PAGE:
If the fibroids grow near to the vagina or neck of the womb (cervix) then this can cause pain or discomfort during sexual intercourse.

Miscarriage or infertility

If the fibroids grow into the cavity of the womb they can sometimes block the fallopian tubes. This can cause problems conceiving, although this is not common. Very rarely, fibroids can be a cause of repeated miscarriages.

How are fibroids diagnosed?

Some fibroids can be felt during an internal (vaginal) examination by a doctor. Fibroids are diagnosed by ultrasound scan or other scan like a CT or MRI scan. They can also be diagnosed at the time of surgery (laparoscopy or hysteroscopy).

What are the treatment options for fibroids?

Observation

If your fibroids are small and not causing any symptoms then treatment is not usually needed. If you have some symptoms but these are not too debilitating then simple medications of the types listed below may well help.

Medication to improve symptoms

The following medicines are used to treat heavy periods whatever the cause, including heavy periods that are caused by fibroids. These medicines may not work so well if your fibroids are large. However, one or more of the following may be worth a try if your periods are heavy and the fibroids are small:

  • Tranexamic acid is taken 3-4 times a day, for the duration of each period. It works by reducing the breakdown of blood clots in the womb (uterus).
  • Anti-inflammatory medicines such as Mefenamic acid. These also help to ease period pain. They are taken for a few days at the time of your period. They work by reducing the high level of a chemical (prostaglandin) in the lining of the womb. Prostaglandin seems to contribute to heavy and painful periods.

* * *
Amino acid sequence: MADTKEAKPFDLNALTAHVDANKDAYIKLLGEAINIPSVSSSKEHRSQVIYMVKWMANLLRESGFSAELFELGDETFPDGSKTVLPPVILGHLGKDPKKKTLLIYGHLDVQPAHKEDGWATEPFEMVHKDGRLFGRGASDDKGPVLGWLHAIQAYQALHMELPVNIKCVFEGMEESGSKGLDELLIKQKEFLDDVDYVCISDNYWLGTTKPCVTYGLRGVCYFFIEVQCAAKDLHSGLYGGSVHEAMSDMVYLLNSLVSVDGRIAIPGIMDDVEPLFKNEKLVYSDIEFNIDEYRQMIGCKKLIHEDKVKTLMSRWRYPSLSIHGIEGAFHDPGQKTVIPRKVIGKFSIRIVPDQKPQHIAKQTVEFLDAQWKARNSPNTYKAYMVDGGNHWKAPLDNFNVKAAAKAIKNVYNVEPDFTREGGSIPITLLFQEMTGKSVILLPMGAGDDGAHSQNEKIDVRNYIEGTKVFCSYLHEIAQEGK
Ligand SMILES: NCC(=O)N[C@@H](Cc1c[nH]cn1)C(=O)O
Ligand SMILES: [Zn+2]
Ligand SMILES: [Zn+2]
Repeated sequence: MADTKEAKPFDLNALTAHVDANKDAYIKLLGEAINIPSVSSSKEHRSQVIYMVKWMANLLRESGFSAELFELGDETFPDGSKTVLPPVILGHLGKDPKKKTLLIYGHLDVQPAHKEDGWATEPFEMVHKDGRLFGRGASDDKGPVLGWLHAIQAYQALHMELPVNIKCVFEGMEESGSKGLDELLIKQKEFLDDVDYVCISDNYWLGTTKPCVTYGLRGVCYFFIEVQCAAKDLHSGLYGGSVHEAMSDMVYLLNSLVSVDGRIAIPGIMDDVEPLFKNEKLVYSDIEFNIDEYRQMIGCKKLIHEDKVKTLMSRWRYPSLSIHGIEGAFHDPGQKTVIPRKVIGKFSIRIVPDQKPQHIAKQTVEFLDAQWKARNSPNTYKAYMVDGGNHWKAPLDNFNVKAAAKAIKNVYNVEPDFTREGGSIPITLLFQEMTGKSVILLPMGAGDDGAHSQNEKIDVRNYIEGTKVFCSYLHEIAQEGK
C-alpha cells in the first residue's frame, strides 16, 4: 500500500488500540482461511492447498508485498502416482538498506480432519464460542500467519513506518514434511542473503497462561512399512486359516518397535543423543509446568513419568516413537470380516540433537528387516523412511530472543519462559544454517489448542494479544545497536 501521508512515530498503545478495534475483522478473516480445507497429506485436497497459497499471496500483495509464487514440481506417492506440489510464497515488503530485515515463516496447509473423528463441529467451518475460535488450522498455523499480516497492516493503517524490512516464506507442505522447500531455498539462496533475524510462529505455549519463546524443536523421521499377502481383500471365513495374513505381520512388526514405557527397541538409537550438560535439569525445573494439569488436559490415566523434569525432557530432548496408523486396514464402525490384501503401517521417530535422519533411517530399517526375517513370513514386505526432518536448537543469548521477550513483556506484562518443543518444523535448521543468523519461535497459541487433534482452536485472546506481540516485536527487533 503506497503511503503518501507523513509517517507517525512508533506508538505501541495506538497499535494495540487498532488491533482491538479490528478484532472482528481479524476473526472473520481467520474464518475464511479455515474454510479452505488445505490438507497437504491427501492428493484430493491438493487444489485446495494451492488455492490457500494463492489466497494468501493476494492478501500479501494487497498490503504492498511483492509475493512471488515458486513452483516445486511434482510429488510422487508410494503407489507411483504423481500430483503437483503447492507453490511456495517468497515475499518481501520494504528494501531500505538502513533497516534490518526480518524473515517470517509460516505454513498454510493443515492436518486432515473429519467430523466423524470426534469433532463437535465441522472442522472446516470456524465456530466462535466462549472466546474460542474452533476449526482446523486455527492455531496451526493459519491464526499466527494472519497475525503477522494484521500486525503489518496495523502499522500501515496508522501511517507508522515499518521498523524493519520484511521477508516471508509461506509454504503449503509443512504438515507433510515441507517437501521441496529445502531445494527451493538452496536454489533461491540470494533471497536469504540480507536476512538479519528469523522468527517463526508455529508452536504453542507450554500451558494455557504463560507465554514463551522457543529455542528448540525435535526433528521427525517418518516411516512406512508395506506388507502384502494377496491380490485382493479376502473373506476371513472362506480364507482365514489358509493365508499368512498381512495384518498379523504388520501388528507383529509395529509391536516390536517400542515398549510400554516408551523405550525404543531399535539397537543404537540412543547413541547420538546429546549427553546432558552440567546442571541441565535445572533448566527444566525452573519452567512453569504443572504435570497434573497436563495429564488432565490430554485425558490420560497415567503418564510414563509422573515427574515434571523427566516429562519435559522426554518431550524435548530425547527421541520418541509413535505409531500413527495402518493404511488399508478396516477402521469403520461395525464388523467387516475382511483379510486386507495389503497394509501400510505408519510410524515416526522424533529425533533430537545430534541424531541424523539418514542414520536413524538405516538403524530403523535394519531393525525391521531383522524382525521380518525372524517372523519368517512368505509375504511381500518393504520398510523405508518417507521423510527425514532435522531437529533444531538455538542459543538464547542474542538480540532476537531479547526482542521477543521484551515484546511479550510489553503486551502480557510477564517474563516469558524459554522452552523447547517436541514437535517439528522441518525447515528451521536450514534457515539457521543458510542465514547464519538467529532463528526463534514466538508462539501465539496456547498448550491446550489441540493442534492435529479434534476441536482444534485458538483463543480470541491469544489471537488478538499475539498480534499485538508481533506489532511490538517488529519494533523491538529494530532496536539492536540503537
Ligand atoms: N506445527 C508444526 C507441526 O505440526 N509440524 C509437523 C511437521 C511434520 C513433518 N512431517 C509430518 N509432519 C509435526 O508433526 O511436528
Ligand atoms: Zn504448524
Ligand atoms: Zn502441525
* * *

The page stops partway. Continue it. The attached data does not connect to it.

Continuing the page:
• The combined oral contraceptive pill may help you to have lighter periods and can often help with period pain too. If you are unable to take this, the progestogen-only contraceptive pill may help; although there is little evidence, it seems to help, especially if it makes your periods lighter or stops them altogether.
  • The levonorgestrel intrauterine system (LNG-IUS) is a plastic device that sits inside the womb, originally used as a contraceptive. It is inserted into the womb and slowly releases a regular small amount of progestogen hormone called levonorgestrel. It works by keeping the lining of the womb very thin, so bleeding is lighter.

If surgery is planned then medication can be taken to shrink fibroids

  • In women who are not wishing to preserve their fertility and are going to have either a hysterectomy or endometrial ablation, a gonadotrophin-releasing hormone (GnRH) analogue can be prescribed. This will cause the fibroids and womb to shrink by up to 30%. This can temporarily ease heavy periods and pressure symptoms due to fibroids but this treatment is given for a maximum of six months. It allows the body’s blood count to improve and makes an endometrial ablation more likely to work or improves the chances of being able to perform a hysterectomy laparoscopically.
  •  A myomectomy would be performed on women wishing to preserve their fertility